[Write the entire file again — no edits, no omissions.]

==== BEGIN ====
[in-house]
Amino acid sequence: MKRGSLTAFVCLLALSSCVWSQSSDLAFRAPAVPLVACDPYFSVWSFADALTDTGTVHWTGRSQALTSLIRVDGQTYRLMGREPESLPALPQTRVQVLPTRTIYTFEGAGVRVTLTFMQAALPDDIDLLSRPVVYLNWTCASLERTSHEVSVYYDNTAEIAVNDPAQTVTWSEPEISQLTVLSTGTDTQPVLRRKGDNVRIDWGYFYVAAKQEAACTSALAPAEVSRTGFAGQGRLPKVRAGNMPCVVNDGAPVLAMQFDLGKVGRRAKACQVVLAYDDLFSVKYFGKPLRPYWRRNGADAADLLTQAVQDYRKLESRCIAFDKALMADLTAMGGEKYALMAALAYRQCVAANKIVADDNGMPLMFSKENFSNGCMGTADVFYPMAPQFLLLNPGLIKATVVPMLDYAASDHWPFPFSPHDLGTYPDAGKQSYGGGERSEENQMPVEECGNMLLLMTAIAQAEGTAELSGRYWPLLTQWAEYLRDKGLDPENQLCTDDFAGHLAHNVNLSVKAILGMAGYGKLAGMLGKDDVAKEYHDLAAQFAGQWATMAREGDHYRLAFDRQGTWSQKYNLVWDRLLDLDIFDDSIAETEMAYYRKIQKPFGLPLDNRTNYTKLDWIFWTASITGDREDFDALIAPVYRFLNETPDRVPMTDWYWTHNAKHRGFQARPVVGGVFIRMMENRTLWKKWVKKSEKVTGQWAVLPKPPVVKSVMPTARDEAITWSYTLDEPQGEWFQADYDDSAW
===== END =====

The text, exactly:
[in-house]
Amino acid sequence: MKRGSLTAFVCLLALSSCVWSQSSDLAFRAPAVPLVACDPYFSVWSFADALTDTGTVHWTGRSQALTSLIRVDGQTYRLMGREPESLPALPQTRVQVLPTRTIYTFEGAGVRVTLTFMQAALPDDIDLLSRPVVYLNWTCASLERTSHEVSVYYDNTAEIAVNDPAQTVTWSEPEISQLTVLSTGTDTQPVLRRKGDNVRIDWGYFYVAAKQEAACTSALAPAEVSRTGFAGQGRLPKVRAGNMPCVVNDGAPVLAMQFDLGKVGRRAKACQVVLAYDDLFSVKYFGKPLRPYWRRNGADAADLLTQAVQDYRKLESRCIAFDKALMADLTAMGGEKYALMAALAYRQCVAANKIVADDNGMPLMFSKENFSNGCMGTADVFYPMAPQFLLLNPGLIKATVVPMLDYAASDHWPFPFSPHDLGTYPDAGKQSYGGGERSEENQMPVEECGNMLLLMTAIAQAEGTAELSGRYWPLLTQWAEYLRDKGLDPENQLCTDDFAGHLAHNVNLSVKAILGMAGYGKLAGMLGKDDVAKEYHDLAAQFAGQWATMAREGDHYRLAFDRQGTWSQKYNLVWDRLLDLDIFDDSIAETEMAYYRKIQKPFGLPLDNRTNYTKLDWIFWTASITGDREDFDALIAPVYRFLNETPDRVPMTDWYWTHNAKHRGFQARPVVGGVFIRMMENRTLWKKWVKKSEKVTGQWAVLPKPPVVKSVMPTARDEAITWSYTLDEPQGEWFQADYDDSAW